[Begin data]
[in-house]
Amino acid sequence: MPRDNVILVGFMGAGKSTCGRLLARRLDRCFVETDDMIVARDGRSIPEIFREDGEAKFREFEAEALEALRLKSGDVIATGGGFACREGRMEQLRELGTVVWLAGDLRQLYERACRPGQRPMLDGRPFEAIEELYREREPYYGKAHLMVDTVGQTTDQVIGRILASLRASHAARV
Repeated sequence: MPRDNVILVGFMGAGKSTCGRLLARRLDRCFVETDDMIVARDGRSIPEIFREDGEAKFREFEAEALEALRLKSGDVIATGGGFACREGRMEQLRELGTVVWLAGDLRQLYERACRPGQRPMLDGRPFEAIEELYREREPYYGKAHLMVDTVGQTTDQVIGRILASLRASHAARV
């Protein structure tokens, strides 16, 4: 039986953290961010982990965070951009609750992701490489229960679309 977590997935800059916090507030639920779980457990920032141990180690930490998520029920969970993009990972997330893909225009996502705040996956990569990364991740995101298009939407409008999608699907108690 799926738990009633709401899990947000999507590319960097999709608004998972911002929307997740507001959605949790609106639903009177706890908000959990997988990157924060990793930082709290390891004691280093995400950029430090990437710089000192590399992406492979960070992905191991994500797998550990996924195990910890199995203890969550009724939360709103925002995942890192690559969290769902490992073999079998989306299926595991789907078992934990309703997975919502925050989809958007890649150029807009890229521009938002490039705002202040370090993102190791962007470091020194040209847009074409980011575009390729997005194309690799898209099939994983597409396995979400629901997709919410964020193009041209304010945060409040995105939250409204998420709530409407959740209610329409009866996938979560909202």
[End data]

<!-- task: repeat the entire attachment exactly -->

[in-house]
Amino acid sequence: MPRDNVILVGFMGAGKSTCGRLLARRLDRCFVETDDMIVARDGRSIPEIFREDGEAKFREFEAEALEALRLKSGDVIATGGGFACREGRMEQLRELGTVVWLAGDLRQLYERACRPGQRPMLDGRPFEAIEELYREREPYYGKAHLMVDTVGQTTDQVIGRILASLRASHAARV
Repeated sequence: MPRDNVILVGFMGAGKSTCGRLLARRLDRCFVETDDMIVARDGRSIPEIFREDGEAKFREFEAEALEALRLKSGDVIATGGGFACREGRMEQLRELGTVVWLAGDLRQLYERACRPGQRPMLDGRPFEAIEELYREREPYYGKAHLMVDTVGQTTDQVIGRILASLRASHAARV
């Protein structure tokens, strides 16, 4: 039986953290961010982990965070951009609750992701490489229960679309 977590997935800059916090507030639920779980457990920032141990180690930490998520029920969970993009990972997330893909225009996502705040996956990569990364991740995101298009939407409008999608699907108690 799926738990009633709401899990947000999507590319960097999709608004998972911002929307997740507001959605949790609106639903009177706890908000959990997988990157924060990793930082709290390891004691280093995400950029430090990437710089000192590399992406492979960070992905191991994500797998550990996924195990910890199995203890969550009724939360709103925002995942890192690559969290769902490992073999079998989306299926595991789907078992934990309703997975919502925050989809958007890649150029807009890229521009938002490039705002202040370090993102190791962007470091020194040209847009074409980011575009390729997005194309690799898209099939994983597409396995979400629901997709919410964020193009041209304010945060409040995105939250409204998420709530409407959740209610329409009866996938979560909202």